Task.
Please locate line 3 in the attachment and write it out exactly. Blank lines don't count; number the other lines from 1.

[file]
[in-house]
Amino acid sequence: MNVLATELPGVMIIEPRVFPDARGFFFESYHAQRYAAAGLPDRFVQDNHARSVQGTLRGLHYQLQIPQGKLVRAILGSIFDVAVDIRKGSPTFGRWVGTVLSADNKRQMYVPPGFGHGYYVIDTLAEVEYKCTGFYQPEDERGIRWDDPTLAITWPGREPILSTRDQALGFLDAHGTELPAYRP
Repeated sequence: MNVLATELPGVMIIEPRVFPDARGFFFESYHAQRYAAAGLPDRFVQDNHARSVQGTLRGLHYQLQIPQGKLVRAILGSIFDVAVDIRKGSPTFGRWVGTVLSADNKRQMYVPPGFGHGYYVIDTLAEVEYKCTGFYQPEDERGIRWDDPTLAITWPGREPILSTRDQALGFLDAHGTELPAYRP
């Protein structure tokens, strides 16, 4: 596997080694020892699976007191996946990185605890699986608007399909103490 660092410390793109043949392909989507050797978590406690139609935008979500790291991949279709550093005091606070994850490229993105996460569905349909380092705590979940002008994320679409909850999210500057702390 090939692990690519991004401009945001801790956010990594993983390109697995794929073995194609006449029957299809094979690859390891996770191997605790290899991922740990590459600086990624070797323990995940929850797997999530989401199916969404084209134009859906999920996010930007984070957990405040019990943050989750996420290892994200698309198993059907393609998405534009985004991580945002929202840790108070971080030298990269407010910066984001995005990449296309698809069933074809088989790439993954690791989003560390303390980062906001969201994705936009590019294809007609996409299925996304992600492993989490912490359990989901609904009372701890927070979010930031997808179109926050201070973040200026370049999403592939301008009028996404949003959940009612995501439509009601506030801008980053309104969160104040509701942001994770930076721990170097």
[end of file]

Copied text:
Repeated sequence: MNVLATELPGVMIIEPRVFPDARGFFFESYHAQRYAAAGLPDRFVQDNHARSVQGTLRGLHYQLQIPQGKLVRAILGSIFDVAVDIRKGSPTFGRWVGTVLSADNKRQMYVPPGFGHGYYVIDTLAEVEYKCTGFYQPEDERGIRWDDPTLAITWPGREPILSTRDQALGFLDAHGTELPAYRP